Fig. 2. The Single Aliquot Regenerative dose method (SAR). A series of OSL measurements are made of the natural signal (LN), and the
response to various regeneration doses (L1, L2 etc.). After each measurement, the sensitivity of the sample is measured by giving a standard
radiation dose (the ‘test dose’) and measuring the OSL signal produced (TN, T1, T2 etc.). The response of the sample to dose can be plotted on
a graph of the ratio of Lx/Tx as a function of laboratory dose. The palaeodose of the sample is calculated by interpolating the value of LN/TN
onto this response curve. For this sample, the palaeodose is 22 Gy.
Luminescence dating of sediments using individual mineral grains
91
Fig. 3. The distribution of apparent dose in young fluvial sediments from south eastern
Australia. Measurements were made on single aliquots of quartz (from Murray et al.
1995). The samples were (a) a sub-aqueous fan in a small farm dam, (b) an inchannel
flood deposit, (c) a bed channel deposit and (d) an overbank deposit.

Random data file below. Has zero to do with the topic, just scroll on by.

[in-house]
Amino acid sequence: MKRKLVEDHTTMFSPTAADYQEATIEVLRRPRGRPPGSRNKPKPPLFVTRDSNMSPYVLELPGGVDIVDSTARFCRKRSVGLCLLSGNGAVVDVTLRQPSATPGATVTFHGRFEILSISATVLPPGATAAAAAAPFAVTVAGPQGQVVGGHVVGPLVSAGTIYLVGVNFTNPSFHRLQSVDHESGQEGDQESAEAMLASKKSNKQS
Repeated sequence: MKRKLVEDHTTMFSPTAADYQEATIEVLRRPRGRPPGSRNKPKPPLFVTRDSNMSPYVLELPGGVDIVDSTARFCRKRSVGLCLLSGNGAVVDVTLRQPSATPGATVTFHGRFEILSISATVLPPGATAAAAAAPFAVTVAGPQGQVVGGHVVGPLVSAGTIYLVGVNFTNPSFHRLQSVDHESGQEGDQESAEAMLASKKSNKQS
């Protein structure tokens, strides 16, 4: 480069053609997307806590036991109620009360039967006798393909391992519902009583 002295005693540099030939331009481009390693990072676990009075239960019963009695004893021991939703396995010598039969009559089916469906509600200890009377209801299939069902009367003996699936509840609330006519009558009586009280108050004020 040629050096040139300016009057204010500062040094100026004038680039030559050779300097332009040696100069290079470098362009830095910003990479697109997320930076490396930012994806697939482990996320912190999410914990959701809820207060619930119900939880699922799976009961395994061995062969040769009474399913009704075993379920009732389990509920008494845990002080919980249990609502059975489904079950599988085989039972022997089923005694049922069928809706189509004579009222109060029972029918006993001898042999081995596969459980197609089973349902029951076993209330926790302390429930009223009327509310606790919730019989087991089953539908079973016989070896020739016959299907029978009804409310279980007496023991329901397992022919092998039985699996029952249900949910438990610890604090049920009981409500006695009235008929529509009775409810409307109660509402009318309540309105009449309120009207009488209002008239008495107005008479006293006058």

Fig. 4. In a mixture of bleached and unbleached grains, the probability of selecting only
well-bleached grains decreases as the number of grains on an aliquot (n) increases, and as
the fraction of the grains which are unbleached increases (from Olley et al. 1999). For
many samples the proportion of grains that contribute significantly to the total luminescence
signal is small, and hence the effective value of n may be much smaller than the actual
value (see Fig. 8).
G. A. T. DULLER & A. S. MURRAY
92
the majority of the OSL from the sample. A laboratory dose can then be admini-
stered to the sample and the OSL signal (regenerated by that dose) measured.
This can be repeated a number of times with different regeneration doses in order
to characterise the way that the OSL signal grows with radiation dose. From this
response, the laboratory dose required to match the OSL signal obtained from the
natural measurement can be calculated (Fig. 2). This is called the equivalent dose
(DE) or the palaeodose (P).
In practice, there are additional complications. The first is that it is necessary
to apply heat to the sample prior to each OSL measurement so that all the
measurements are comparable. This preheat, along with the OSL measurement
itself, alters the response of the sample, known as its sensitivity. These changes